When we hear about workplace fraud, most of us think of a worker faking an injury to receive benefits that he or she does not deserve. While that kind of fraud does exist, it is minor compared to the big money lost to fraud from companies.
The big money lost to fraud comes from companies, not workers.
Companies are cheating the government out of billions of dollars a year. It baffles me why we never hear about this, especially when, just by prosecuting these bad actors for defrauding the system, states could close large portions of their budget deficits without raising taxes or cutting spending, the overall cost of the workers’ compensation system would be lower, and costs to law abiding employers would be less.
Companies are stealing, and we are stuck paying the bills.
When companies commit workers’ compensation fraud and other kinds of payroll fraud — under-reporting or misreporting the number of employees on their payroll — they do major damage to working people’s lives in 2 major ways:
- State workers’ compensation insurance funds are left under-funded, and taxpayers may be called upon to replenish them. It’s a dollar out of your pocket and tacked onto the profits of the company.
- Workers are left without insurance if they are hurt on the job. Uninsured injured workers often receive poor medical care, or none at all. When these workers do receive medical care, often tax-supported hospitals or Medicaid (taxpayers again) are left to foot the bill while their employers pocket the profits from not having paid for insurance that they are required by law to have. Middle class workers who have prudently saved all of their lives can end up on the edge of bankruptcy. It’s why companies are required by law to provide workers’ compensation insurance.
This is not a new problem
I have been tracking this issue for over 20 years, as an adjunct professor of workers’ compensation law at NC Central University School of Law and somebody who has been practicing in this field for 30 years, as well as in my capacity as chair of the Workers’ Injury Law and Advocacy Group’s (WILG) national Fraud Task Force. In that time, I have consistently seen companies break the law. Even worse, for the small number of companies that do get caught, the cases are often settled for less than the amount the company saved by acting illegally. You and I wouldn’t expect to keep the stolen cash if we robbed a bank, so why do these employers keep some of their ill-gotten gains when robbing the government? When the victim is the taxpayer, it apparently pays to break the law.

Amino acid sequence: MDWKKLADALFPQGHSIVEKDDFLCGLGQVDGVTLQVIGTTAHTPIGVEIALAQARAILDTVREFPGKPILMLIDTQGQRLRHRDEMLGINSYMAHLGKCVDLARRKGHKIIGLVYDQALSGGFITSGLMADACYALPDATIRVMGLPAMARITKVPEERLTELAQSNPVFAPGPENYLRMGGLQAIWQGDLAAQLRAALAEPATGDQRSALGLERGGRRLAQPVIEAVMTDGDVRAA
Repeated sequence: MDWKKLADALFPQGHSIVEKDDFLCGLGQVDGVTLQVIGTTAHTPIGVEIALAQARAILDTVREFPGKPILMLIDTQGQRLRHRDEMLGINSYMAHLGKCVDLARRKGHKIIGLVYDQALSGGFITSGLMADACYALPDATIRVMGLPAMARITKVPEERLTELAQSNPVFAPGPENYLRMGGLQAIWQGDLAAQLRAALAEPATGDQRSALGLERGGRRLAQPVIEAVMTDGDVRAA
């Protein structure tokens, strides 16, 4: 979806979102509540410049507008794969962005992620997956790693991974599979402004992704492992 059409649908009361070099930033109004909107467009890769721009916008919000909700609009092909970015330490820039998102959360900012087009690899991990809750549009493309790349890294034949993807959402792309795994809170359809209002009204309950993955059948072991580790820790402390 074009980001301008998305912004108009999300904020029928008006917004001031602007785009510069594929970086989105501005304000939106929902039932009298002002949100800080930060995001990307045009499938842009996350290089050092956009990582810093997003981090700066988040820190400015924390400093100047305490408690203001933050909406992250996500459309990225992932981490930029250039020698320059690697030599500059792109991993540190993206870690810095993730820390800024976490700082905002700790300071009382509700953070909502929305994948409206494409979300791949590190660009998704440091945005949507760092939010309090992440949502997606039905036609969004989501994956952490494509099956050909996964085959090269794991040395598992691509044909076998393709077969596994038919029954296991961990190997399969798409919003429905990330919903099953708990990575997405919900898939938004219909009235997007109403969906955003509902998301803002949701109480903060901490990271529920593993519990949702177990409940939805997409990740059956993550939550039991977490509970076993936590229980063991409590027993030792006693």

We all need to come together to hold companies accountable for their legal obligations. If we did that, we wouldn’t be forced to make the choice between paying more in taxes and firing teachers and police. This enforcement issue is not about higher taxes; it’s about catching thieves who hide in offices and behind spreadsheets.
TOP 10 EMPLOYER FRAUD CASES OF 2011
This top 10 list represents just a small portion of the company fraud cases in the news this year. More importantly, the total amounts stolen are just a fraction of the amounts companies have managed to steal. For every company that has been caught, we can only assume many more are getting away with the same crime.
Of the $2 billion worth of fraud in just 2 of the following cases, only $498 million has been recovered. That’s over $1.5 BILLION that these employers got away with stealing. Once again, big business wins, while workers and taxpayers lose, big time.
- Insurance giant AIG commits $1 billion in workers’ compensation fraud.
This week, a federal judge approved a settlement by American International Group, Inc. to pay $450 million for shortchanging state insurance pools by nearly $1 billion. This is the same AIG that taxpayers bailed out during the 2007 economic crisis, and just last year they paid $146.5 million in fines, taxes and assessments in a settlement with all 50 states over workers’ compensation reporting errors. A good recovery, but the settlement leaves a potential $550 million in unrecovered funds.
- Compensation Risk Managers commits $1 billion in fraud, forcing many small businesses to close.Compensation Risk Managers (CRM), a company that acted as trust administrator for small business in New York State who self-insured for workers’ compensation, was sued in 2009 for $400 million in a lawsuit for fraud. CRM was deliberately underestimating the liabilities of many businesses, Continue reading